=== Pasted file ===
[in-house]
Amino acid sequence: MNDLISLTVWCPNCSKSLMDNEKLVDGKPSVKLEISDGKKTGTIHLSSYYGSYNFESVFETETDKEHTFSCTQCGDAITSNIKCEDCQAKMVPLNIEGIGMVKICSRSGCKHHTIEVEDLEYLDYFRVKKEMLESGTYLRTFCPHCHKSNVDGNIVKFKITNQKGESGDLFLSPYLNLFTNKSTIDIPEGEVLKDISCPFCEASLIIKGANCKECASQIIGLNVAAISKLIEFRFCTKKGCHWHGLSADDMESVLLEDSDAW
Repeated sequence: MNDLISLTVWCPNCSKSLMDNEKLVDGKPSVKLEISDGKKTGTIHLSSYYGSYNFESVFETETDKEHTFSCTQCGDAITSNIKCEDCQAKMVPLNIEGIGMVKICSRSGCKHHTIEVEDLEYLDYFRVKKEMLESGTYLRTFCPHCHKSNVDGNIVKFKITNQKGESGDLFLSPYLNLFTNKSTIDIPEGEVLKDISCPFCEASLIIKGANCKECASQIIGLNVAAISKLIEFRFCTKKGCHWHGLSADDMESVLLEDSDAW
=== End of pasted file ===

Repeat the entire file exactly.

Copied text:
[in-house]
Amino acid sequence: MNDLISLTVWCPNCSKSLMDNEKLVDGKPSVKLEISDGKKTGTIHLSSYYGSYNFESVFETETDKEHTFSCTQCGDAITSNIKCEDCQAKMVPLNIEGIGMVKICSRSGCKHHTIEVEDLEYLDYFRVKKEMLESGTYLRTFCPHCHKSNVDGNIVKFKITNQKGESGDLFLSPYLNLFTNKSTIDIPEGEVLKDISCPFCEASLIIKGANCKECASQIIGLNVAAISKLIEFRFCTKKGCHWHGLSADDMESVLLEDSDAW
Repeated sequence: MNDLISLTVWCPNCSKSLMDNEKLVDGKPSVKLEISDGKKTGTIHLSSYYGSYNFESVFETETDKEHTFSCTQCGDAITSNIKCEDCQAKMVPLNIEGIGMVKICSRSGCKHHTIEVEDLEYLDYFRVKKEMLESGTYLRTFCPHCHKSNVDGNIVKFKITNQKGESGDLFLSPYLNLFTNKSTIDIPEGEVLKDISCPFCEASLIIKGANCKECASQIIGLNVAAISKLIEFRFCTKKGCHWHGLSADDMESVLLEDSDAW